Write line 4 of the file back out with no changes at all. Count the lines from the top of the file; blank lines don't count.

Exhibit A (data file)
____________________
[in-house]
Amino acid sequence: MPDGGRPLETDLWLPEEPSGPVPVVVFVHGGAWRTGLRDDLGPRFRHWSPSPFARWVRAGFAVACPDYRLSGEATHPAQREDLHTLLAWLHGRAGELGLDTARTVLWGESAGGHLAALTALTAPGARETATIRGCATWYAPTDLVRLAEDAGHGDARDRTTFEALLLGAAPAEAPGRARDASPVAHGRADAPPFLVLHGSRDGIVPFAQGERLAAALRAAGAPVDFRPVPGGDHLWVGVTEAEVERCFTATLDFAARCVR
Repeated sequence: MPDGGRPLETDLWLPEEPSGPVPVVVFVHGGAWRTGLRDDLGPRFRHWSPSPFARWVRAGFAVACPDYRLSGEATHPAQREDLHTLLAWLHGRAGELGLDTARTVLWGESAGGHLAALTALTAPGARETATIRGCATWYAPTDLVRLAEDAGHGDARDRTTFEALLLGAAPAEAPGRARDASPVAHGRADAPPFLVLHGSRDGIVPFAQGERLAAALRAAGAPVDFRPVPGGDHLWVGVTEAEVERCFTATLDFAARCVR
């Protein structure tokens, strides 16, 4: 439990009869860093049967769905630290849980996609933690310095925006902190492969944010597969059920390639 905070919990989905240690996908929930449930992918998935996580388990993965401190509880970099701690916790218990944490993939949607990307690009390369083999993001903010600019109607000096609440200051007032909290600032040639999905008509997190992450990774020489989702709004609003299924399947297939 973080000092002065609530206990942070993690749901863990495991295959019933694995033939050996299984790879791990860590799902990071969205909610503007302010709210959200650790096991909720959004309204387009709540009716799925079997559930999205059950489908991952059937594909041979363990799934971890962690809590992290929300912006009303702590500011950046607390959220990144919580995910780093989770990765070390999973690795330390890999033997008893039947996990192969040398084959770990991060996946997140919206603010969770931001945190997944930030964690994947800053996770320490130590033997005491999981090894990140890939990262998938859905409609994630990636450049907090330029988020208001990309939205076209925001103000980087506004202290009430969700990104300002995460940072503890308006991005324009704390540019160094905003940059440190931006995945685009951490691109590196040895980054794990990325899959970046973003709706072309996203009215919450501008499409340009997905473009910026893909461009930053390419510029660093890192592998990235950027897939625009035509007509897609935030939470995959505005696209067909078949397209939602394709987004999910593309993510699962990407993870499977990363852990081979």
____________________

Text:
């Protein structure tokens, strides 16, 4: 439990009869860093049967769905630290849980996609933690310095925006902190492969944010597969059920390639 905070919990989905240690996908929930449930992918998935996580388990993965401190509880970099701690916790218990944490993939949607990307690009390369083999993001903010600019109607000096609440200051007032909290600032040639999905008509997190992450990774020489989702709004609003299924399947297939 973080000092002065609530206990942070993690749901863990495991295959019933694995033939050996299984790879791990860590799902990071969205909610503007302010709210959200650790096991909720959004309204387009709540009716799925079997559930999205059950489908991952059937594909041979363990799934971890962690809590992290929300912006009303702590500011950046607390959220990144919580995910780093989770990765070390999973690795330390890999033997008893039947996990192969040398084959770990991060996946997140919206603010969770931001945190997944930030964690994947800053996770320490130590033997005491999981090894990140890939990262998938859905409609994630990636450049907090330029988020208001990309939205076209925001103000980087506004202290009430969700990104300002995460940072503890308006991005324009704390540019160094905003940059440190931006995945685009951490691109590196040895980054794990990325899959970046973003709706072309996203009215919450501008499409340009997905473009910026893909461009930053390419510029660093890192592998990235950027897939625009035509007509897609935030939470995959505005696209067909078949397209939602394709987004999910593309993510699962990407993870499977990363852990081979």